On Mar. 12, the US Soccer Association announced that all games schedule through April were canceled. This doesn’t come as a shock; sports industries all over the world, have been upended by the coronavirus pandemic. Even the 2020 Tokyo Olympics are postponed. But aside from the many disruptions of Covid-19, the US Women’s National Team has had to grapple with another man-made—(literally)—source of uncertainty, which has involved having to fight its own federation in court for the past year.
On Mar. 11, United States Soccer Federation president Carlos Cordeiro resigned following a firestorm of condemnation by sponsors, players, and the public over legal filings claiming that “indisputable science” proved that the players on the US Women’s National Team are inferior to the men. Shamefully, the US Soccer Federation also cited player Alex Morgan’s pregnancy and paid maternity leave in its argument to the US District Court to justify differential pay structures.
When the US Women’s Soccer team won the Women’s World Cup last July in France—their fourth since 1991—deafening chants of “Equal pay!” filled the stadium. Their counterparts, the US men’s soccer team, have never advanced beyond World Cup quarterfinals, yet would have received pay six times that of the women’s team.
For years, the champion US women’s team has filled US Soccer’s coffers by attracting large crowds and devoted fans. The women’s team jersey is also now Nike’s highest-selling soccer jersey ever.
Last year on International Women’s Day, the US women national team players made a surprise kick on goal by filing a gender discrimination and equal pay lawsuit under the Equal Pay Act and Title VII of the Civil Rights Act against the United States Soccer Federation. The US Soccer Federation is the body that is supposed to represent the interests of both men and women players. Instead, 28 female national team players described “institutionalized gender discrimination” and unequal working conditions affecting their salaries, where they play and train, medical treatments and coaching, and how they travel to matches. They’re now seeking millions in back pay and damages in a trial scheduled to start May 5.
This battle for equal pay and human rights has been underway for years: At the 2015 Women’s World Cup, the team protested play on dangerous turf, and subsequently filed an Equal Employment Opportunity Commission (EEOC) complaint against the federation in 2016.
But as the women’s national team picks up trophies and prepares for the 2020 Olympics (the women have won gold medals in four of the six Olympic Games since 1996), the pay disparity continues to escalate into embarrassing territory.
When leaders of the federation chose to fight the case by arguing the inferiority of the women players relative to the US men’s team, sponsors issued unprecedented statements in defense of the women’s team. Coca Cola, a US Soccer Federation’s official sponsor, said it was “extremely disappointed with the unacceptable and offensive comments.” Volkswagen tweeted: “we are disgusted by positions taken by US Soccer,” and “stand by the USWNT and the ideals they represent for the world.”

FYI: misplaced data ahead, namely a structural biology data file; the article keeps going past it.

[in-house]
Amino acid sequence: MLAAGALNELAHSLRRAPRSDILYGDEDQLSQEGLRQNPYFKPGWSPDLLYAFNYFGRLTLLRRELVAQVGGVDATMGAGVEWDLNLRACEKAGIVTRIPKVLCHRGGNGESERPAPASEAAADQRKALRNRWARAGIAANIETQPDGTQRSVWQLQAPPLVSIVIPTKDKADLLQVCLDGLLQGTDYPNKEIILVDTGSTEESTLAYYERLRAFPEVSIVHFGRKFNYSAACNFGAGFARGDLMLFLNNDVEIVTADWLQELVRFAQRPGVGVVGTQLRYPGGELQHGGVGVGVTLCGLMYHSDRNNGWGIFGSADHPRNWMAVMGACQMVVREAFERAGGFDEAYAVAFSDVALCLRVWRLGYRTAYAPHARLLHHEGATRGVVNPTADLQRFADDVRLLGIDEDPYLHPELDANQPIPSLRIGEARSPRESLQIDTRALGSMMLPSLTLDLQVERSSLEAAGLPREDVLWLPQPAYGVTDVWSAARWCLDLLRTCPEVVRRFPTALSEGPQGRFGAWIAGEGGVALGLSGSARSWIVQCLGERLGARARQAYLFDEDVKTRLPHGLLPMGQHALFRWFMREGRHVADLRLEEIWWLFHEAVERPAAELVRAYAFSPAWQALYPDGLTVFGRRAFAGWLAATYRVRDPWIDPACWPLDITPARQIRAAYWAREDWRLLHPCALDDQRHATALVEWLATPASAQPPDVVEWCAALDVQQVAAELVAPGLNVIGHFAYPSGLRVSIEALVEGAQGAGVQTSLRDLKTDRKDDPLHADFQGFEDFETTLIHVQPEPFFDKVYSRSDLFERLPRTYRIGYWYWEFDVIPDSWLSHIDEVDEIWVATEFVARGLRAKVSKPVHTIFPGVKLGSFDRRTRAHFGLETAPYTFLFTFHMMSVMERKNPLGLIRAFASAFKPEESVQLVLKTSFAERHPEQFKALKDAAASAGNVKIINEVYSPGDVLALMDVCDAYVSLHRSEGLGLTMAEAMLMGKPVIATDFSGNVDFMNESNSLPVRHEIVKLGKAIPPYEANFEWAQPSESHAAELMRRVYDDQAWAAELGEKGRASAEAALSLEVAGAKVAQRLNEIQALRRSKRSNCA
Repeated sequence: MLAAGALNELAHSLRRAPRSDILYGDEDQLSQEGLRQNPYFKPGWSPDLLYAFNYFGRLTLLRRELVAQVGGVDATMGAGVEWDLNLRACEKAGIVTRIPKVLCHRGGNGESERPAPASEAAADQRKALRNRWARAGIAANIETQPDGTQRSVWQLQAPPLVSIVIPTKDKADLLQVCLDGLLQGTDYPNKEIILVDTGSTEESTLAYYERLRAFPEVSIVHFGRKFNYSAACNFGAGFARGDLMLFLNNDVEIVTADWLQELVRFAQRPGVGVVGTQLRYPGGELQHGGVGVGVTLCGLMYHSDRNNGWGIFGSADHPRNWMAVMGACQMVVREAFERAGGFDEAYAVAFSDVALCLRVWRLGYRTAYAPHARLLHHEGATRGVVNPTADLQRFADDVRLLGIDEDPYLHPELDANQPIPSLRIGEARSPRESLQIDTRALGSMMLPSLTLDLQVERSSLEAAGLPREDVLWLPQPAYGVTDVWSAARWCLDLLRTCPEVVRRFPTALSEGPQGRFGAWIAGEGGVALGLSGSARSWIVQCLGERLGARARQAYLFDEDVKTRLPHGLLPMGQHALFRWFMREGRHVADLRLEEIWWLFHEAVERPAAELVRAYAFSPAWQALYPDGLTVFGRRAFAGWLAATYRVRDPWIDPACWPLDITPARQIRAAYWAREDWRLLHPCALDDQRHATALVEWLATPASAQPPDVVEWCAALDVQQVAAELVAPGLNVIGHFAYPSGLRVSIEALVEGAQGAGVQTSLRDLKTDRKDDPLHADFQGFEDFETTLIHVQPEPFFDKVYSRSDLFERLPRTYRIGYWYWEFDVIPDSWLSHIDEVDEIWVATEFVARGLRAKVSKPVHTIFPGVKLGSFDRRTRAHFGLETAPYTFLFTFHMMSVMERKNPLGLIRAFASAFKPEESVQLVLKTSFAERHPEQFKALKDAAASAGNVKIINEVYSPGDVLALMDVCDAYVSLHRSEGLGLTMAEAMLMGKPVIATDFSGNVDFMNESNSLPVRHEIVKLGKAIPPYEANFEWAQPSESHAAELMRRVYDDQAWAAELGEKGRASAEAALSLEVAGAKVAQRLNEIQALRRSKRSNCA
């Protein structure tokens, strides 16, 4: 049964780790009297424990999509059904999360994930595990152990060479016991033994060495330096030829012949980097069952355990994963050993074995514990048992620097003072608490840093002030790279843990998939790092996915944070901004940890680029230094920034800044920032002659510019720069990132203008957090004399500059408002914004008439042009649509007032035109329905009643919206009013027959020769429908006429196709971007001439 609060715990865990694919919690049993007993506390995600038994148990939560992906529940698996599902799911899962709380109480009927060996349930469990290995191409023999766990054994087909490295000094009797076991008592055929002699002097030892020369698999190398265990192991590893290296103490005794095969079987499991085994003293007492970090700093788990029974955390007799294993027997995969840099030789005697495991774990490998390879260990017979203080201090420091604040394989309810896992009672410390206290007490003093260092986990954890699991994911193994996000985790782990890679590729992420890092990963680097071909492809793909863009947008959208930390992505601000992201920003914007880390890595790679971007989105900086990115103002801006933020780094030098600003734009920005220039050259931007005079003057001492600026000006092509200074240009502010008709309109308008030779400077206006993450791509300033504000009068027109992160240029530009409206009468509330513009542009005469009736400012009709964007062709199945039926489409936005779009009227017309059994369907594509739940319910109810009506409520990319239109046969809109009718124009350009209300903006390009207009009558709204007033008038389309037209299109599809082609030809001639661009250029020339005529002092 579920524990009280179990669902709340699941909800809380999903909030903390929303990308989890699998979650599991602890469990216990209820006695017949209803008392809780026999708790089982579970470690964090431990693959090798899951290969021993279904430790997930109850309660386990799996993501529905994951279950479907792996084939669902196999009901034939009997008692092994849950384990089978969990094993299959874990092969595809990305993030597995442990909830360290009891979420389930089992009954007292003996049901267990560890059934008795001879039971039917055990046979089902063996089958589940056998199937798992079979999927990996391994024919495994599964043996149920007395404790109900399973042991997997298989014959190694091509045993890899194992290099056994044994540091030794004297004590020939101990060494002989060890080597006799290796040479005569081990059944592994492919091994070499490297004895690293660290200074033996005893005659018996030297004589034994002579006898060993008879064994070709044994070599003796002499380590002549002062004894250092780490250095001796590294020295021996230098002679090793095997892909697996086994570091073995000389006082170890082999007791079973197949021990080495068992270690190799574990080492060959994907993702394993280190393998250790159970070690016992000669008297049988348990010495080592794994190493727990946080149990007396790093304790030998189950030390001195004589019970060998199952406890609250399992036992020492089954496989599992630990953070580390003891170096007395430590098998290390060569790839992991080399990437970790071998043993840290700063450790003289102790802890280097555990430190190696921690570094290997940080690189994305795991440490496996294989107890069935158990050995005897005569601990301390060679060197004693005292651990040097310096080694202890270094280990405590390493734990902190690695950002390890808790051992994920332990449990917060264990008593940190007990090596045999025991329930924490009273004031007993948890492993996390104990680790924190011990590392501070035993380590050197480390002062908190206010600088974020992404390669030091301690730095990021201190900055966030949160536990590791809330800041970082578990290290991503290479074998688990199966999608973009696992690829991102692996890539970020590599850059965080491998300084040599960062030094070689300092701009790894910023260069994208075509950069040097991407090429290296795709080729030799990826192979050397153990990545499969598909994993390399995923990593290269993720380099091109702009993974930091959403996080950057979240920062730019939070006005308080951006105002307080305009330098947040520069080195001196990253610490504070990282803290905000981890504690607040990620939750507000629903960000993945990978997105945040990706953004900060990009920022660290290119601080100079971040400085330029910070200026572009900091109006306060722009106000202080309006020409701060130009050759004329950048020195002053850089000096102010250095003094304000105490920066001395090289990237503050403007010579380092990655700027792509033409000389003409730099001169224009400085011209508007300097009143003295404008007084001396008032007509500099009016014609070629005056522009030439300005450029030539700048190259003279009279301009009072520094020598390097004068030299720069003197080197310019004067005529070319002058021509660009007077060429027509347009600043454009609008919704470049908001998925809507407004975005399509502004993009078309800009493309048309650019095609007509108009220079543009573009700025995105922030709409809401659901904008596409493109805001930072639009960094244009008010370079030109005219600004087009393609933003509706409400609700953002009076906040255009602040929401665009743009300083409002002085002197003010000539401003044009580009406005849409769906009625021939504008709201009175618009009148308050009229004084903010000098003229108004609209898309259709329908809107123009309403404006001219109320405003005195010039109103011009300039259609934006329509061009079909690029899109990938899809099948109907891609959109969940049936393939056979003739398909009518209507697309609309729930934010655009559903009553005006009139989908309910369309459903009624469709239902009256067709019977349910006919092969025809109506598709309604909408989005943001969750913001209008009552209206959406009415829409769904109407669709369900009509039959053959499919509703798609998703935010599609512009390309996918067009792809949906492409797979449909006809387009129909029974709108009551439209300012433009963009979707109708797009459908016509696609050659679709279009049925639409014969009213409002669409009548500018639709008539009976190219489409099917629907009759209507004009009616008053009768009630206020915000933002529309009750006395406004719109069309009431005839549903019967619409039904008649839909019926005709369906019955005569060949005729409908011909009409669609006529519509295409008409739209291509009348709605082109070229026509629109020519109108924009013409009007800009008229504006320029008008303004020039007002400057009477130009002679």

US women’s team defender Ali Krieger expressed the views of many when she wrote, “I am stunned and disappointed at the recent blatant sexism from US soccer. Was it too much for me to expect them to protect, support and encourage us (equally) to be our best?”
This fight matters well beyond US borders because the battles for equal pay are mirrored on playing fields worldwide. While the 2018 men’s FIFA World Cup had 3.5 billion viewers, the 2019 women’s FIFA World Cup still had 1 billion global viewers—yet all the global women teams competed for just 7.5 percent of the prize money awarded to the male players at the 2018 cup.
Beyond soccer, sports is at a moment of reckoning over discrimination, abuse and exploitation. That reckoning should extend to athletic fields, and players of all levels, from schoolgirls to Olympic champions.
The International Olympic Committee took a positive step this month when its executive committee made public that it is working on a strategy to entrench human rights across Olympic operations. This important step reflects a shift from a reactive and siloed approach to recognizing that human rights can identify risks, protect athletes, and ensure the Olympic movement lives up to its ideals.
Solutions in sports that center human rights and gender equality are an emerging positive trend. Perhaps the US should look to Australia, where soccer players struck a historic 2019 agreement Now the women’s national team, the Matildas, share an equal split of all commercial revenues with the men’s team, the Socceroos.
It is appropriate that the new head of US Soccer is Gold medal Olympian and two-time Women’s World Cup champion player Cindy Parlow Cone, a longtime member of the US Women’s National Team and the first woman ever to hold the job. But there’s a lot of progress we need to make. As the controlling body for all sports with statutes that guarantee gender equality, FIFA needs to implement its own rules and move toward leveling the pay playing field for women who compete in the World Cup and beyond.
While everyone, including in the world of sports, contends with the growing crisis and uncertainty of what the coronavirus pandemic will have wrought, conceivably for years to come, let’s not make this a means for the US Soccer Federation’s sexist policies to be pushed aside, or to let any purveyor of unequal treatment off the hook. While the world of live sports is placed on pause, players need equal treatment, care, and pay now more than ever.